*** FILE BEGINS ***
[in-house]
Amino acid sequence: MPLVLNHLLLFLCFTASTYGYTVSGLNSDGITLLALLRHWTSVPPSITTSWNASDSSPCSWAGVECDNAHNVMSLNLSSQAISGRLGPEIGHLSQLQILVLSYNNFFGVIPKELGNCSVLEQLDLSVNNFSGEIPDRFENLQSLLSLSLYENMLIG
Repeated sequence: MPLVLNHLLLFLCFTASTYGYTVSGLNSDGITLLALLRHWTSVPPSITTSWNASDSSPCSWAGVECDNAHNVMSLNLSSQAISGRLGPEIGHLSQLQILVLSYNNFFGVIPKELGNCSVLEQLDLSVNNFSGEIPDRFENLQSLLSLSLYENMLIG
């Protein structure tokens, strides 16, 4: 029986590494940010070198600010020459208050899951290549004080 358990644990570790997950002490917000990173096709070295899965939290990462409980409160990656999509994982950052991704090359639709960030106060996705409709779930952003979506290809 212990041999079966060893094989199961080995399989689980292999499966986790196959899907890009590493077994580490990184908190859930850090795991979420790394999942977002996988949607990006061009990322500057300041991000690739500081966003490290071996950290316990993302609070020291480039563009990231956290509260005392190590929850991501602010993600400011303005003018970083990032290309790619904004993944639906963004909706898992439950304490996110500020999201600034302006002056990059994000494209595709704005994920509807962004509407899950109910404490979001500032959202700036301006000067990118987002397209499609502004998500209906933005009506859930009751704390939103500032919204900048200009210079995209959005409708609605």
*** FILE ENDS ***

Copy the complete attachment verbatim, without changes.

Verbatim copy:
[in-house]
Amino acid sequence: MPLVLNHLLLFLCFTASTYGYTVSGLNSDGITLLALLRHWTSVPPSITTSWNASDSSPCSWAGVECDNAHNVMSLNLSSQAISGRLGPEIGHLSQLQILVLSYNNFFGVIPKELGNCSVLEQLDLSVNNFSGEIPDRFENLQSLLSLSLYENMLIG
Repeated sequence: MPLVLNHLLLFLCFTASTYGYTVSGLNSDGITLLALLRHWTSVPPSITTSWNASDSSPCSWAGVECDNAHNVMSLNLSSQAISGRLGPEIGHLSQLQILVLSYNNFFGVIPKELGNCSVLEQLDLSVNNFSGEIPDRFENLQSLLSLSLYENMLIG
């Protein structure tokens, strides 16, 4: 029986590494940010070198600010020459208050899951290549004080 358990644990570790997950002490917000990173096709070295899965939290990462409980409160990656999509994982950052991704090359639709960030106060996705409709779930952003979506290809 212990041999079966060893094989199961080995399989689980292999499966986790196959899907890009590493077994580490990184908190859930850090795991979420790394999942977002996988949607990006061009990322500057300041991000690739500081966003490290071996950290316990993302609070020291480039563009990231956290509260005392190590929850991501602010993600400011303005003018970083990032290309790619904004993944639906963004909706898992439950304490996110500020999201600034302006002056990059994000494209595709704005994920509807962004509407899950109910404490979001500032959202700036301006000067990118987002397209499609502004998500209906933005009506859930009751704390939103500032919204900048200009210079995209959005409708609605």